Terence Crutcher shooting sparks response from Middletown Police Chief Muterspaw

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An Ohio police chief is making waves for publicly voicing his anger over officer-involved shootings.

Rodney Muterspaw took to Twitter with vent his frustrations after video was released showing the fatal police shooting of Terence Crutcher, an unarmed man in Oklahoma.

"As an officer I am so sick and drained of some cops doing things like this," Muterspaw wrote on Twitter. "You are making us all look bad. STOP."

RELATED: Tulsa police kill unarmed man

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Cop shoots unarmed man in Tulsa
This undated photo provided by the Tulsa Oklahoma Police Department shows officer Betty Shelby. Police say Tulsa officer Shelby fired the fatal shot that killed 40 year-old Terence Crutcher, Sept. 16, 2016. The police chief in Tulsa says Crutcher, a black man fatally shot by a white police officer responding to a stalled vehicle, had no weapon on him or in his SUV. Police Chief Chuck Jordan said Monday Sept. 19, 2016, that an investigation is underway into the shooting death. (Tulsa Police Department via AP)
In this image made from a Friday, Sept. 16, 2016 police video, Terence Crutcher, top, is pursued by police officers as he walk to an SUV in Tulsa, Okla. Crutcher was taken to the hospital where he was pronounced dead after he was shot by the officer around 8 p.m., Friday, police said. Crutcher had no weapon on him or in his SUV, Tulsa Police Chief Chuck Jordan said Monday, Sept. 19, 2016. (Tulsa Police Department via AP)
In this image made from a Friday, Sept. 16, 2016 police video, Terence Crutcher, left, is pursued by police officers as he walks to an SUV in Tulsa, Okla. Crutcher was fatally shot Friday after authorities say an officer stopped to investigate the stalled vehicle and Crutcher approached after officers arrived to assist. Crutcher had no weapon on him or in his SUV, Tulsa Police Chief Chuck Jordan said Monday, Sept. 19, 2016. (Tulsa Police Department via AP)
In this image made from a Friday, Sept. 16, 2016 police video, Terence Crutcher, center, is pursued by police officers as he walk to an SUV in Tulsa, Okla. Crutcher was taken to the hospital where he was pronounced dead after he was shot by the officer around 8 p.m., Friday, police said. Crutcher had no weapon on him or in his SUV, Tulsa Police Chief Chuck Jordan said Monday, Sept. 19, 2016. (Tulsa Police Department via AP)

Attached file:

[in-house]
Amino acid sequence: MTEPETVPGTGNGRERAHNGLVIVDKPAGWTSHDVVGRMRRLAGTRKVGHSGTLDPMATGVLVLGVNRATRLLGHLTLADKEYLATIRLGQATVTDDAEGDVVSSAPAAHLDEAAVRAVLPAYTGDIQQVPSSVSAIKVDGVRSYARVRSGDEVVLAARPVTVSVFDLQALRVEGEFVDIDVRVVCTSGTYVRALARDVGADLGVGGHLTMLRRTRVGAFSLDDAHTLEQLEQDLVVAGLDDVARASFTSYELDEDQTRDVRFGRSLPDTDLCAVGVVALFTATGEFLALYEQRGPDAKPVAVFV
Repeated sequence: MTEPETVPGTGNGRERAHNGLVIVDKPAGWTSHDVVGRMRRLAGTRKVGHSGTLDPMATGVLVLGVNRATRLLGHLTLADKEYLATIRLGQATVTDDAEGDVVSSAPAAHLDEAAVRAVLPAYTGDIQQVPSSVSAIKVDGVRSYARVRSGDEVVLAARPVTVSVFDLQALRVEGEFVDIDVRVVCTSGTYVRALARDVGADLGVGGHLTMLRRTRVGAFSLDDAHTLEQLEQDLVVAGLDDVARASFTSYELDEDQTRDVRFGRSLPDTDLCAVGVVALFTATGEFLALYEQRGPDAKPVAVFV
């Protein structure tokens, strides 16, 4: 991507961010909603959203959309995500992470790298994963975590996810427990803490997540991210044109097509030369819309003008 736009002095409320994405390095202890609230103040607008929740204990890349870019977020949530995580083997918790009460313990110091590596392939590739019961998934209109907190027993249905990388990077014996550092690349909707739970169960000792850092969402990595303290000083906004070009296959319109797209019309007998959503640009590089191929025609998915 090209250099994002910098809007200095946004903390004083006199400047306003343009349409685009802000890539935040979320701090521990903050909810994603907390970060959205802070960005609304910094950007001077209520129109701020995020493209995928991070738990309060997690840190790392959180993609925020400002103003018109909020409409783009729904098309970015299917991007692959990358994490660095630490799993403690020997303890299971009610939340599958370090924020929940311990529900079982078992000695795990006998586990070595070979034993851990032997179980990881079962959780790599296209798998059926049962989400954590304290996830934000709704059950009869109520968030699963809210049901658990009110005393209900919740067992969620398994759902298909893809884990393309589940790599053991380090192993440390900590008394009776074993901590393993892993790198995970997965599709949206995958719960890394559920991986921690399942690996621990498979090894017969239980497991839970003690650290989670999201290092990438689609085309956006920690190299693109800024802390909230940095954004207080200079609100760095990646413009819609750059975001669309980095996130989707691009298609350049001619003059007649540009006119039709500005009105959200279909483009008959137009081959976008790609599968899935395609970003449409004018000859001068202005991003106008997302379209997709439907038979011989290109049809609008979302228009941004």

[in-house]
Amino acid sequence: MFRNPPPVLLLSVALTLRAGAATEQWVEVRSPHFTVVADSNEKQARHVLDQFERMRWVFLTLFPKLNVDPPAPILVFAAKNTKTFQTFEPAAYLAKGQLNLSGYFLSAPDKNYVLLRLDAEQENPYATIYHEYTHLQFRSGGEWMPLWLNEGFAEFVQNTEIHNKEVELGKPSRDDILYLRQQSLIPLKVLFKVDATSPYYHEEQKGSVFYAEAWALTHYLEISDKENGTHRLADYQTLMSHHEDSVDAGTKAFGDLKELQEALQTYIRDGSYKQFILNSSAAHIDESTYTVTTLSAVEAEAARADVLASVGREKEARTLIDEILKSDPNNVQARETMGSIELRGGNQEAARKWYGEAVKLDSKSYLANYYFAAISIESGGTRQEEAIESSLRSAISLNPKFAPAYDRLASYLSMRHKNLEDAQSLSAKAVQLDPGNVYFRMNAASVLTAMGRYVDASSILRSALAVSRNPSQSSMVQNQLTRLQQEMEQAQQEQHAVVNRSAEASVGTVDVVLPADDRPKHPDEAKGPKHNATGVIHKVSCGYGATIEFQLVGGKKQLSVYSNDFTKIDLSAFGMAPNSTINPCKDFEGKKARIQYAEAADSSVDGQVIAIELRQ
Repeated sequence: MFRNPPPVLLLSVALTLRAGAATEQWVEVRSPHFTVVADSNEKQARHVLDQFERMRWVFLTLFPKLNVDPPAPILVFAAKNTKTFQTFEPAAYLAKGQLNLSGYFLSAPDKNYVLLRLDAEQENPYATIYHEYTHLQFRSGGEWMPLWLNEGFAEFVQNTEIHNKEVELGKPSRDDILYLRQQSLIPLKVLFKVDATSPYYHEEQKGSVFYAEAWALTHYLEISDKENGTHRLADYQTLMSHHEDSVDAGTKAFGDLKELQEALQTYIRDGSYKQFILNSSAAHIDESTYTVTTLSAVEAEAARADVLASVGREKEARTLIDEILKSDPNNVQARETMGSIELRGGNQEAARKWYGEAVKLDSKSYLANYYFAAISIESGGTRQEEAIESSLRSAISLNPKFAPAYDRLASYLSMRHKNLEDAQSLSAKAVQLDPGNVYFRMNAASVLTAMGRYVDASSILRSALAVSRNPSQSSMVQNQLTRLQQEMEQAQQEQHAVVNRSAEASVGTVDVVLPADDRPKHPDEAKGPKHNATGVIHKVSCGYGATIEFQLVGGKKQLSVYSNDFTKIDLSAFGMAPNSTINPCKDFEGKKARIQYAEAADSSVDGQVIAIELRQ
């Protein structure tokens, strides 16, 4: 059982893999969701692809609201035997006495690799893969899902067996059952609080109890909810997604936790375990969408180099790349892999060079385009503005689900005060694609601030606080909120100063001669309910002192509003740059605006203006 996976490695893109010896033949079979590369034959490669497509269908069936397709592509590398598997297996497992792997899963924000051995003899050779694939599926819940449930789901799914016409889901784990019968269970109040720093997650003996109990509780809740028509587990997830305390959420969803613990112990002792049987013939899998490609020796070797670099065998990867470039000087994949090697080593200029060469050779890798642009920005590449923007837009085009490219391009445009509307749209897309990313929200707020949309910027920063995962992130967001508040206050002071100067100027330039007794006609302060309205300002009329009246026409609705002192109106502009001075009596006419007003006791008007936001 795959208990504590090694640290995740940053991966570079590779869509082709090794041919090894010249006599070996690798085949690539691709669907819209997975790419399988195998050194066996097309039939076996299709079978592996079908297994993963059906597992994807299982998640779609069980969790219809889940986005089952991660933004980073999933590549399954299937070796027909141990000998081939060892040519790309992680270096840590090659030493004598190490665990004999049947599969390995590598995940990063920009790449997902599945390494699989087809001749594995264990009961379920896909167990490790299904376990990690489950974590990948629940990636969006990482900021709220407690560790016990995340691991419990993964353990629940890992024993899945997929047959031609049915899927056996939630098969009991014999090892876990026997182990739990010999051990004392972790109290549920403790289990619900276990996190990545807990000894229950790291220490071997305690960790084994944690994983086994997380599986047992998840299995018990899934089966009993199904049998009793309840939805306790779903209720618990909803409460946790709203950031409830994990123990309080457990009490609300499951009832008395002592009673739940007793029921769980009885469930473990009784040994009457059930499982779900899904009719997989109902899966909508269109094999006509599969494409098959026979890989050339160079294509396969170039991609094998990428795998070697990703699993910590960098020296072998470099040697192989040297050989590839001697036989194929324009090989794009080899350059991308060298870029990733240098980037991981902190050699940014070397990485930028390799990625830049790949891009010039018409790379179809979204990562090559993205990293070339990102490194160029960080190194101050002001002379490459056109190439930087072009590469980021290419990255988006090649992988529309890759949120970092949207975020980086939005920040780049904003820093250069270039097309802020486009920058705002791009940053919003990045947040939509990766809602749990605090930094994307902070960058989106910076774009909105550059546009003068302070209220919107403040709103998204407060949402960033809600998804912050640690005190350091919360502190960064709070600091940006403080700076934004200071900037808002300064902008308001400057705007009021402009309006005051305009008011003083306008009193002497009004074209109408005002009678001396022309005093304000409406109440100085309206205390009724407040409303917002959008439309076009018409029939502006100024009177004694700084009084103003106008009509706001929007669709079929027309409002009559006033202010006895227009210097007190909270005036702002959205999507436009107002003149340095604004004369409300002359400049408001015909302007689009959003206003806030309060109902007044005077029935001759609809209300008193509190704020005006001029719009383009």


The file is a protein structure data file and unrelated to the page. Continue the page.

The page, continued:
ATTENTION EDITORS - VISUAL COVERAGE OF SCENES OF INJURY OR DEATHA still image captured from a video from Tulsa Police Department shows Terence Crutcher after being shot during a police shooting incident in Tulsa, Oklahoma, U.S. on September 16, 2016. Video taken September 16, 2016. Courtesy Tulsa Police Department/Handout via REUTERS ATTENTION EDITORS - THIS IMAGE WAS PROVIDED BY A THIRD PARTY. EDITORIAL USE ONLY
ATTENTION EDITORS - VISUAL COVERAGE OF SCENES OF INJURY OR DEATHA still image captured from a video from Tulsa Police Department shows Terence Crutcher after being shot during a police shooting incident in Tulsa, Oklahoma, U.S. on September 16, 2016. Video taken September 16, 2016. Courtesy Tulsa Police Department/Handout via REUTERS ATTENTION EDITORS - THIS IMAGE WAS PROVIDED BY A THIRD PARTY. EDITORIAL USE ONLY
A still image captured from a dashcam video from Tulsa Police Department shows Terence Crutcher seen with his hands in the air followed by police officers during a police shooting incident in Tulsa, Oklahoma, U.S. on September 16, 2016. Video taken September 16, 2016. Courtesy Tulsa Police Department/Handout via REUTERS ATTENTION EDITORS - THIS IMAGE WAS PROVIDED BY A THIRD PARTY. EDITORIAL USE ONLY